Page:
Monday, November 22, 2010

Dilemma of the day: correct someone who is being stupid, or let them continue?

Someone on Facebook posted something warning people about this urban legend in earnest. If he were a real friend, I think I'd correct him, totally politely of course. An aunt had a habit of sending out e-mail forwards, as did someone I knew through my previous job. In both cases I sent them a link to Snopes saying what the "official" word on that was, whether ambiguous or not. In both cases I'm pretty sure I was civil about it, or at the very least I'm definitely sure that they accepted my e-mail with good grace and didn't send me anything else like that. However, that's an aunt and a kind of aunt-like figure. This guy, in my experience, ranges from well-meaning but annoying to just annoying. So I'd take more pleasure in correcting him, but on the other hand I don't want to remind him that I'm still alive. I don't need awkward questions about where I'm living or anything.

As it is, I'm torn on whether or not to comment on Facebook about it. However, I'd be almost certain to ignore this if not for the fact that two days ago I heard something similar and did nothing. In line at the Post Office Saturday I heard some moron telling a young kid he was with about how it's a sign of how government sucks. That's illogical at best (what, specifically, are they doing wrong? Would FedEx get through that many customers any quicker? It's stupid to use a sample size of one office on one morning; how long is the average wait overall?) and leads to politics like Tea Partiers and the Bush years. I didn't say anything because I was just picking up a form from a stack and was about to leave, why make a scene in public, a retort that wasn't sufficiently to the point would just make myself look stupid, etc. And, of course, the long wait was annoying.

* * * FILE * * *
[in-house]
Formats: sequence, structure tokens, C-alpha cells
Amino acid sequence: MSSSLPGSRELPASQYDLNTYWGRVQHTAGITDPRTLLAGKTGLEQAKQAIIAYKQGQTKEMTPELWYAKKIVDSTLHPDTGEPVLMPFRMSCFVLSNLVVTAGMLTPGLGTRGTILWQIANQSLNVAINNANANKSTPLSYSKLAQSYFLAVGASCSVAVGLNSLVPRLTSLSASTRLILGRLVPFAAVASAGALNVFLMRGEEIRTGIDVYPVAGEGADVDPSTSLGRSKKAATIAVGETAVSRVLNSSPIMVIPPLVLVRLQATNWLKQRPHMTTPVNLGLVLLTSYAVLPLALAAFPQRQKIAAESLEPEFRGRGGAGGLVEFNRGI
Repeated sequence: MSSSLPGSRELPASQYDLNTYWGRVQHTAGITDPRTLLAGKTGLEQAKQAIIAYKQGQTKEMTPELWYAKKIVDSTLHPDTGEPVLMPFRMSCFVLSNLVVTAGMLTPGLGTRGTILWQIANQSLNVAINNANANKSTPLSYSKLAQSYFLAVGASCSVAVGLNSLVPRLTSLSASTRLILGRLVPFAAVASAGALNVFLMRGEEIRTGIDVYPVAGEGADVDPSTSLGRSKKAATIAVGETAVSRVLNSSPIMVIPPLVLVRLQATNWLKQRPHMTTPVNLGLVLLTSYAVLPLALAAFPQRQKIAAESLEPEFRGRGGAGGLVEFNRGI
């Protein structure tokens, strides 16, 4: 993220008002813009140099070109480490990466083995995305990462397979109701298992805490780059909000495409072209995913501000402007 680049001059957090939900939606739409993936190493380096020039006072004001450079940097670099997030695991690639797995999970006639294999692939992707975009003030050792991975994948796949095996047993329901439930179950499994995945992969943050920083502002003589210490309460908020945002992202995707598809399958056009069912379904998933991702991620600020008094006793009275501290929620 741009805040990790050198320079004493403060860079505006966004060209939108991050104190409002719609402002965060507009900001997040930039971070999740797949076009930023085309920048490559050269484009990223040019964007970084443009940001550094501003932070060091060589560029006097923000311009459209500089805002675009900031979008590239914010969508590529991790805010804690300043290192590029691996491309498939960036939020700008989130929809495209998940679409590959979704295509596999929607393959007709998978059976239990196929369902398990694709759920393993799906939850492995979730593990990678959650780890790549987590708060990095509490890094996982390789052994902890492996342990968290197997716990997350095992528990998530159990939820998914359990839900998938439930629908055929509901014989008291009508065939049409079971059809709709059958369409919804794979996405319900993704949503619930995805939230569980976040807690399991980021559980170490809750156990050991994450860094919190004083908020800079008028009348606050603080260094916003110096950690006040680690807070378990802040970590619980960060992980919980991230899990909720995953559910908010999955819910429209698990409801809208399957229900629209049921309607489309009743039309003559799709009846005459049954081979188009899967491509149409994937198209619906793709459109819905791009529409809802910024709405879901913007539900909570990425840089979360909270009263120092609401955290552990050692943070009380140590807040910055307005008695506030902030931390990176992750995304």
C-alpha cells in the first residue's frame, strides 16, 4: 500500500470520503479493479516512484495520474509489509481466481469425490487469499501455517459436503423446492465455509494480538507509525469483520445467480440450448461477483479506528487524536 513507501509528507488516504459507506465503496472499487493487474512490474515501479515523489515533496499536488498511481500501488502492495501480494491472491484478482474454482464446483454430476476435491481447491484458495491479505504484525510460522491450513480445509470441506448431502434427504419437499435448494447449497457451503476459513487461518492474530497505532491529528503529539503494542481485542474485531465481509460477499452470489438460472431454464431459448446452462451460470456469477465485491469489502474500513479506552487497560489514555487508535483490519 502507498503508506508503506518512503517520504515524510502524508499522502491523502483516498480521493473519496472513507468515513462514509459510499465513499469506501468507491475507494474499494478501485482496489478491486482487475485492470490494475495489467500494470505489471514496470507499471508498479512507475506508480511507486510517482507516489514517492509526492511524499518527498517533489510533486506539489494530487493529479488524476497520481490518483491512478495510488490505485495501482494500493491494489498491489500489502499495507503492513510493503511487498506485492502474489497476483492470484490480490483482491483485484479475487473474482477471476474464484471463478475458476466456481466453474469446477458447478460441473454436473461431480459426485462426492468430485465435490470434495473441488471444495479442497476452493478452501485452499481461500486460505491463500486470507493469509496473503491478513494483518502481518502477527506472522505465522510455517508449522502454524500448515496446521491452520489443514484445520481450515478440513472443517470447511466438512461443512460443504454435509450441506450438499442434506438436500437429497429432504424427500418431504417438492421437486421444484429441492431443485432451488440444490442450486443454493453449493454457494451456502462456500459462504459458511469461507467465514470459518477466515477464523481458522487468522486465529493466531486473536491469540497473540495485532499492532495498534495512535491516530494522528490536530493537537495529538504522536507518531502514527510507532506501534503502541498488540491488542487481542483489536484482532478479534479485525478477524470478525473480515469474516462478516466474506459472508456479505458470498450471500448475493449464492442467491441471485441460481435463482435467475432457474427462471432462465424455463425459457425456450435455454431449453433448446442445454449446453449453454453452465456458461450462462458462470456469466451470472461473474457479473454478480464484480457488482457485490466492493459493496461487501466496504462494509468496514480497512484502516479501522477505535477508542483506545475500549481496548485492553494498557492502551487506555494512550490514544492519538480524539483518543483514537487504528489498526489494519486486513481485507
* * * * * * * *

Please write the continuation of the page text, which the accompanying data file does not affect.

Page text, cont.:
So because I regret not saying anything about wingnut stupidity, I'm now more inclined to way something about stupidity of a less politicized variety.

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